Home > Dead and Gone (Sookie Stackhouse #9)(9)

Dead and Gone (Sookie Stackhouse #9)(9)
Author: Charlaine Harris

Tanya had been sent to sabotage me by a woman named Sandra Pelt, who bore me a grudge. Since Calvin had clearly taken a shine to Tanya, Amelia and Octavia had worked a little magic on her to cut her free from Sandra's influence. Tanya still seemed abrasive, but that was just her nature, I figured.

"Do you think we should do a reconstruction to find out who Crystal's killer was?" Octavia offered.

I thought it over. I tried to imagine staging an ectoplasmic reconstruction in the parking lot of Merlotte's. We'd have to find at least one more witch, I thought, because that was a large area, and I wasn't sure Octavia and Amelia could handle it by themselves. They'd probably think they could, though.

"I'm afraid we'd be seen," I said finally. "And that would be bad for you and Amelia. Besides, we don't know where the actual death took place. And you have to have that, right? The death site?"

Octavia said, "Yes. If she didn't die there in the parking lot, it wouldn't do a bit of good." She sounded a bit relieved.

"I guess we won't know until the autopsy if she died there or before they put up the cross." I didn't think I could stand to witness another ectoplasmic reconstruction, anyway. I'd seen two. Watching the dead - in a watery but recognizable form - reenact the last minutes of their lives was an indescribably eerie and depressing experience.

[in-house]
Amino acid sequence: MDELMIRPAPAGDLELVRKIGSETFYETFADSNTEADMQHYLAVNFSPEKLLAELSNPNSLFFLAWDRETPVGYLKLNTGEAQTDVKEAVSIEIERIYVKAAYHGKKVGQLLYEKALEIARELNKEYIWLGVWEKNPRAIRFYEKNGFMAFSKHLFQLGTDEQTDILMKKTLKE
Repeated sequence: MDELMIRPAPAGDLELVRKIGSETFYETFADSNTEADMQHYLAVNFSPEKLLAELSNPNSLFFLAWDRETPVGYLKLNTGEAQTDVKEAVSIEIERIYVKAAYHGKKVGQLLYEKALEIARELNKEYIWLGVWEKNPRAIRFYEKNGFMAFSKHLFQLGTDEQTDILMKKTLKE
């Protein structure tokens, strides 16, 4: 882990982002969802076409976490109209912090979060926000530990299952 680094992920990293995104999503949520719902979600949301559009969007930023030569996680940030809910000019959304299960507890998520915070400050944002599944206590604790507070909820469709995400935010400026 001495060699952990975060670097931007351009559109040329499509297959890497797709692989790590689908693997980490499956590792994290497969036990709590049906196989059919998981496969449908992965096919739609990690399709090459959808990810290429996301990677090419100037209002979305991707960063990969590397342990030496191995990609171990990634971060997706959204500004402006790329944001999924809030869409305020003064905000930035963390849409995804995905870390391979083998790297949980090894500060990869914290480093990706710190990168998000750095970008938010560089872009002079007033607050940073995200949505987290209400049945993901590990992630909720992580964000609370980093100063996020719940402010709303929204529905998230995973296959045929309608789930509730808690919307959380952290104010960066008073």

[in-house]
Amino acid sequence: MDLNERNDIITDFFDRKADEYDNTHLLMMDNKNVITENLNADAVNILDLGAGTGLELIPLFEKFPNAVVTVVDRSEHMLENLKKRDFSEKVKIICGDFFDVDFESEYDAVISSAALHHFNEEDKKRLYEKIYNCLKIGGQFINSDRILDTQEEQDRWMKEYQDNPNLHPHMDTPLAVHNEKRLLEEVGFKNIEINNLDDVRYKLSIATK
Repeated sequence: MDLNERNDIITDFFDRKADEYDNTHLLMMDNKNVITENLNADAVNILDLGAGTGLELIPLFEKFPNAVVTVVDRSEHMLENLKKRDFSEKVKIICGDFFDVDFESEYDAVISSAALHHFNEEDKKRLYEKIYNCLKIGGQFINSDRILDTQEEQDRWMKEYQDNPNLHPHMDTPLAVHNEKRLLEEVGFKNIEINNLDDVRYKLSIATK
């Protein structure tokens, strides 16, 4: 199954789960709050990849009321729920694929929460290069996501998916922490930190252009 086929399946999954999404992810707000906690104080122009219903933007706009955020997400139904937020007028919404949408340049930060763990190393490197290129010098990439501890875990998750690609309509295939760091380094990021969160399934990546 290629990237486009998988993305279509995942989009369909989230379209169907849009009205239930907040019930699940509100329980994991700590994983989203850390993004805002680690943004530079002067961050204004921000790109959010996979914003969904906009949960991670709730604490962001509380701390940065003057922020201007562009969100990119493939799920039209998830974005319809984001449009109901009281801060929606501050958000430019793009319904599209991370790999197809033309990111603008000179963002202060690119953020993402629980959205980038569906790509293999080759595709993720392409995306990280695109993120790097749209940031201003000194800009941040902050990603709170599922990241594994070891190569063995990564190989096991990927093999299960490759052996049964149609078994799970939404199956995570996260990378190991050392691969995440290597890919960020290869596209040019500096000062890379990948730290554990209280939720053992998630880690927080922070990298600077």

Octavia went back to her ironing, and I wandered into the kitchen and heated up some soup. I had to eat something, and opening a can was about as much effort as I could expend.

The dragging hours were absolutely negative. I didn't hear from Sam. I didn't hear from the police about opening Merlotte's. The FBI agents didn't return to ask me more questions. Finally I decided to drive to Shreveport. Amelia had returned from work, and she and Octavia were cooking supper together when I left the house. It was a homey scene; I was simply too restless to join in.

For the second time in as many days, I found myself on the way to Fangtasia. I didn't let myself think. I listened to a black gospel station all the way over, and the preaching helped me feel better about the awful events of the day.

By the time I arrived, it was full night, though it was too early for the bar to be crowded. Eric was sitting at one of the tables in the main room, his back to me. He was drinking some TrueBlood and talking to Clancy, who ranked under Pam, I thought. Clancy was facing me, and he sneered when he saw me walking toward the table. Clancy was no Sookie Stackhouse fan. Since he was a vampire, I couldn't discover why, but I thought he simply didn't like me.